Energy roadmap lights the way to net zero

4 min

The Australian Energy Market Operator (AEMO) today released a 25-year roadmap to transition the National Electricity Market (NEM) to net zero by 2050.

The Integrated System Plan (ISP) is the result of two years of consultation, analysis and review involving 2,100 stakeholders, 85 presentations and reports, and the consideration of 220 formal submissions.

The ISP confirms that renewable energy connected with transmission and distribution, firmed with storage, and backed up by gas-powered generation is the lowest-cost way to supply electricity to homes and businesses as Australia transitions to a net zero economy.

Urgency to renew the NEM is being driven by the progressive closure of Australia’s remaining coal-fired power stations. Ten large coal-fired power stations have closed since 2012, and the ISP projects that 90% of today's capacity will be closed by 2035 and all before 2040.

The centrepiece of the plan is the optimal development path (ODP) — a mix of replacement grid-scale generation, storage, and transmission, with an annualised capital cost of $122 billion to 2050. The ODP is the least cost path to meet Federal and state government energy policies on emissions reductions.

“The ISP is a roadmap to navigate Australia’s power system through the energy transition, providing Australians with reliable electricity at the lowest cost,” said AEMO CEO Daniel Westerman.

“A record number of stakeholders have contributed to identifying the most efficient development path of generation, storage and transmission investments, critical to meet consumer energy needs as Australia transitions to a net zero economy by 2050,” he said.

The key messages of this plan are consistent with previous editions, which AEMO produces every two years under Australian energy laws.

Those laws also set out what AEMO must address in the ISP. That includes government policies and targets. The ISP does not model nuclear power as it is not government policy and in fact is not permitted by Australia’s current laws.

“Australia’s energy transition is well underway, with renewable energy accounting for 40% of electricity used in the past year,” Mr Westerman said.

Consistent with previous reports, the plan identifies almost 10,000km of new transmission lines that are required by 2050 to connect new sources of generation and meet reliability targets at the lowest cost to consumers.

Ten projects, or 2,500 km, are already underway, and this plan identifies a further seven projects that should now progress through planning and delivery.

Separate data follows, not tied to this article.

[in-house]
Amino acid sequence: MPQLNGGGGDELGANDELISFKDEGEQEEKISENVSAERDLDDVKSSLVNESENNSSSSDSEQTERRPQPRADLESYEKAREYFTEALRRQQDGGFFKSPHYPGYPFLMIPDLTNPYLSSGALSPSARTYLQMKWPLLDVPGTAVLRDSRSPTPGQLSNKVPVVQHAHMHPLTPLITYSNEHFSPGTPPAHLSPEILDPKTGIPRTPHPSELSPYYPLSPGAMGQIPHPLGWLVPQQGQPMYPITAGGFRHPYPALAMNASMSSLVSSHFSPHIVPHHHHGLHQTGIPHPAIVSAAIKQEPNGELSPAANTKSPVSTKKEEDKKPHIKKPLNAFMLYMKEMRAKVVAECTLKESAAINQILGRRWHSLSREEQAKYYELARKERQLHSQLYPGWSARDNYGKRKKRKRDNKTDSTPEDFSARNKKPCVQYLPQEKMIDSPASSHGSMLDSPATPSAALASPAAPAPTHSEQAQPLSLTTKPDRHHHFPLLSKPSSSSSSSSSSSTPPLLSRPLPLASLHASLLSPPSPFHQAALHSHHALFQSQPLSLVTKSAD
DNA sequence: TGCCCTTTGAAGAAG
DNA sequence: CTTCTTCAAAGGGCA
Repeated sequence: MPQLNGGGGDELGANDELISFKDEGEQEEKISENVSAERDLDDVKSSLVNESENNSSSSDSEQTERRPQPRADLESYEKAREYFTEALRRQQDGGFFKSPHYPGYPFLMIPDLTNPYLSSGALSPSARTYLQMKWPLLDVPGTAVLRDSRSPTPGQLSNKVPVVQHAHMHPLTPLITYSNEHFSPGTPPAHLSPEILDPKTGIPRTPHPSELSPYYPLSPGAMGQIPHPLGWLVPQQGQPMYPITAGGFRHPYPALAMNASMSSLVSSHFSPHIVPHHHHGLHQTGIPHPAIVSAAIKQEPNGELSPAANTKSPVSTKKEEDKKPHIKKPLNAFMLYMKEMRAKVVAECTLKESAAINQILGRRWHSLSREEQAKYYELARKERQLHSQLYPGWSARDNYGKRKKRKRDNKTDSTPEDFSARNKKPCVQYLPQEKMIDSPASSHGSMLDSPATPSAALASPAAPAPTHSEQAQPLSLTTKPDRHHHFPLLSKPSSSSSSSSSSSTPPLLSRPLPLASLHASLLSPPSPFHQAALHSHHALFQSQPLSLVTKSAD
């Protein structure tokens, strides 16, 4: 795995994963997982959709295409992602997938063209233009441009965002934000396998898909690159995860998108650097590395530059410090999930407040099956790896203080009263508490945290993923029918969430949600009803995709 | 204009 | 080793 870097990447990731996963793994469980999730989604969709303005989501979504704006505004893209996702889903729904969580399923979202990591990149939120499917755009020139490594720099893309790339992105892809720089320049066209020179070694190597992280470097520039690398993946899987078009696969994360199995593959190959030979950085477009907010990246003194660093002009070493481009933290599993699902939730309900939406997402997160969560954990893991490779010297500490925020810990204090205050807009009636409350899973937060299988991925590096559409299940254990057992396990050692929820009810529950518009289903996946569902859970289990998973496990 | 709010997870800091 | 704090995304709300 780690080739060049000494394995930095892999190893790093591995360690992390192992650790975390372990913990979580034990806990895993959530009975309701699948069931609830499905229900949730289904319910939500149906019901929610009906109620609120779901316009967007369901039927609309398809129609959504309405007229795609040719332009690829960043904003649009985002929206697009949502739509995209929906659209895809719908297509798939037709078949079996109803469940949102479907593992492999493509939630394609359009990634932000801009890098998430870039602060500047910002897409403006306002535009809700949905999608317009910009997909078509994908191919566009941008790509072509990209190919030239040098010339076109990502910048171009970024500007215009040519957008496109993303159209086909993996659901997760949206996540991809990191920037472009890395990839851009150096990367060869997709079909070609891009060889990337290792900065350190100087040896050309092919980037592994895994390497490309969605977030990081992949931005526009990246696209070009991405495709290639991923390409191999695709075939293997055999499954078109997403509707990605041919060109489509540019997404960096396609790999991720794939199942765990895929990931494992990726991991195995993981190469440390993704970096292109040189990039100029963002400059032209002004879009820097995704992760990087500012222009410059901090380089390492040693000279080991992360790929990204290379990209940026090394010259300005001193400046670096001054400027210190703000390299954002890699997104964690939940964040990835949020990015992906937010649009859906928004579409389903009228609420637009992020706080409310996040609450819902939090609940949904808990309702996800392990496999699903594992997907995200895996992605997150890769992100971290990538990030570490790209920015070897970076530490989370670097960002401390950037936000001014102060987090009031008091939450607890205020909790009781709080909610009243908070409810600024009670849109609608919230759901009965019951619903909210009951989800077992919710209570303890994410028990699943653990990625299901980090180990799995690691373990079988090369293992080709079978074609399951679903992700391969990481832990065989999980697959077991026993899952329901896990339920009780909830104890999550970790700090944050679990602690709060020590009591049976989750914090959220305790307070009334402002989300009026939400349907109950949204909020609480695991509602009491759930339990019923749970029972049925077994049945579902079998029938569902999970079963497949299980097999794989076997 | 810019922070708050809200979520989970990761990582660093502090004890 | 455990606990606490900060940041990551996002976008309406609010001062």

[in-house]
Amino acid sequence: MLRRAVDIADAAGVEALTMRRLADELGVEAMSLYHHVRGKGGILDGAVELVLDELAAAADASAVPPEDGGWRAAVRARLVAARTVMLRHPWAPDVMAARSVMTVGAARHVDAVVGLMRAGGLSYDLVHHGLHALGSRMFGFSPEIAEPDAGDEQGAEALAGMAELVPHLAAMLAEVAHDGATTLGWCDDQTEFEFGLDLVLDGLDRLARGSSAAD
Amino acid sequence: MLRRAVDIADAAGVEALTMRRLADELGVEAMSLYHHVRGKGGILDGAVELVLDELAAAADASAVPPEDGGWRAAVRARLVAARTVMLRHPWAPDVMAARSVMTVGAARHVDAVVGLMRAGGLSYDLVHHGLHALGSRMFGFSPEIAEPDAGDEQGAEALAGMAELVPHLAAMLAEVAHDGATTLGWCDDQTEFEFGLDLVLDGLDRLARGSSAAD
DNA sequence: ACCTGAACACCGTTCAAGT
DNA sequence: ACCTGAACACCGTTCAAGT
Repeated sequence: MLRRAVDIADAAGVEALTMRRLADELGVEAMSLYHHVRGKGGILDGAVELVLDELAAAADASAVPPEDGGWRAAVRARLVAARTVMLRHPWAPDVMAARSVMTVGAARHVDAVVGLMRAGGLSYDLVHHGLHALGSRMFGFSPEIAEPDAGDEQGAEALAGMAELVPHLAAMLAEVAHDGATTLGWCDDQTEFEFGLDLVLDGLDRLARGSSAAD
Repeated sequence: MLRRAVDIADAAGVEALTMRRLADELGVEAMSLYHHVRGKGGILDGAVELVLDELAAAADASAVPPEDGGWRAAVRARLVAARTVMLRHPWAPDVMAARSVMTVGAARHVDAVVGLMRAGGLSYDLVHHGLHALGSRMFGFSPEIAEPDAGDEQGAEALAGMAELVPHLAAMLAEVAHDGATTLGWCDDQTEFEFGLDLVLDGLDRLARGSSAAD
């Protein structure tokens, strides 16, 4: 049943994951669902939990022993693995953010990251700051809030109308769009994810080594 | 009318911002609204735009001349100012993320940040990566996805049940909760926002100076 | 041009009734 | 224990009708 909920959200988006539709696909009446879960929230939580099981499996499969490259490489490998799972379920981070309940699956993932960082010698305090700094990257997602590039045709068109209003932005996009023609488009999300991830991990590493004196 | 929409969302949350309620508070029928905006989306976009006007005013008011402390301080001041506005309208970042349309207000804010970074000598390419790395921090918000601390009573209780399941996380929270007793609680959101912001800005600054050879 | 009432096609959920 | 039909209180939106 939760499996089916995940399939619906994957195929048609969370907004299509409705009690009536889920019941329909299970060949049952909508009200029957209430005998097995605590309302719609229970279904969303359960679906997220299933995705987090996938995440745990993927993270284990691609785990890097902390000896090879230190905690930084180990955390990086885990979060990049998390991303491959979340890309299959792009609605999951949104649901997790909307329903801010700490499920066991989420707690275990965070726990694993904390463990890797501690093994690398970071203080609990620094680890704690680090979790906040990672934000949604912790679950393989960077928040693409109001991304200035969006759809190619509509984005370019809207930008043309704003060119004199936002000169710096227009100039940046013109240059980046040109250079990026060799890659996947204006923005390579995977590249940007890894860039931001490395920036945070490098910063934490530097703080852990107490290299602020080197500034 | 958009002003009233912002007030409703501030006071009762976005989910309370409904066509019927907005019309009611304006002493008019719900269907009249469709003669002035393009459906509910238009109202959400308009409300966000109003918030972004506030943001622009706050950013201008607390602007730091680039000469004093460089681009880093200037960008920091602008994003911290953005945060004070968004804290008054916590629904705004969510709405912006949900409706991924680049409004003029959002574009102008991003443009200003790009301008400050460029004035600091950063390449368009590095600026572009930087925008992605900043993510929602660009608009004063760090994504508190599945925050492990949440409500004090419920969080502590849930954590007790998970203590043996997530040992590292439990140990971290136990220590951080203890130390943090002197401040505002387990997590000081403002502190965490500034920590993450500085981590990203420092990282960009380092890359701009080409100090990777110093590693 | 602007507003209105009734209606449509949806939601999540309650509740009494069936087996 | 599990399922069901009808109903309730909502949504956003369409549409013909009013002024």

AEMO recognises the clear need for early community engagement and effective consultation on these projects.

The transmission projects cost $16 billion but are expected to recoup their investment costs and, additionally, save consumers $18.5 billion in avoided energy costs and deliver emissions reductions valued at a further $3.3 billion.

Building and maintaining energy infrastructure over the next 20 years is expected to support more than 60,000 energy jobs.

Gas plays a crucial energy transition role in back-up electricity generation for sustained periods when renewables are unavailable, and its contribution is integral to the ISP.

The other crucial technologies factored into the roadmap are domestic rooftop solar panels and associated batteries, smart systems and electric vehicles, or what the ISP calls ‘consumer energy resources’.

Home batteries, if well coordinated, can save consumers around $4.1 billion in avoided costs for additional grid-scale investment.

“Consumers are already a driving force in Australia's energy transition and this is set to continue. If consumer devices like solar panels, batteries and electric vehicles are enabled to actively participate in the energy system, then this will result in lower costs for all consumers,” Mr Westerman said.

The ISP also calls out the challenges and risks to the energy transition. Planned projects are facing delivery challenges, including approval process delays, investment uncertainties, cost pressures, social licence issues, supply chain disruptions, and workforce shortages.

“There is a real risk that replacement generation, storage and transmission may not be available in time when coal plants retire, and this risk must be avoided,” Mr Westerman said.

“This ISP is a clear call to investors, industry and governments for the urgent delivery of generation, storage and transmission to ensure Australian consumers continue to have access to reliable electricity at the lowest cost.” he said.

Notes for editors

This $122 billion value includes transmission augmentation, utility-scale generation and storage capex, and does not include the cost of commissioned, committed or anticipated projects, consumer energy resources, distribution network upgrades.


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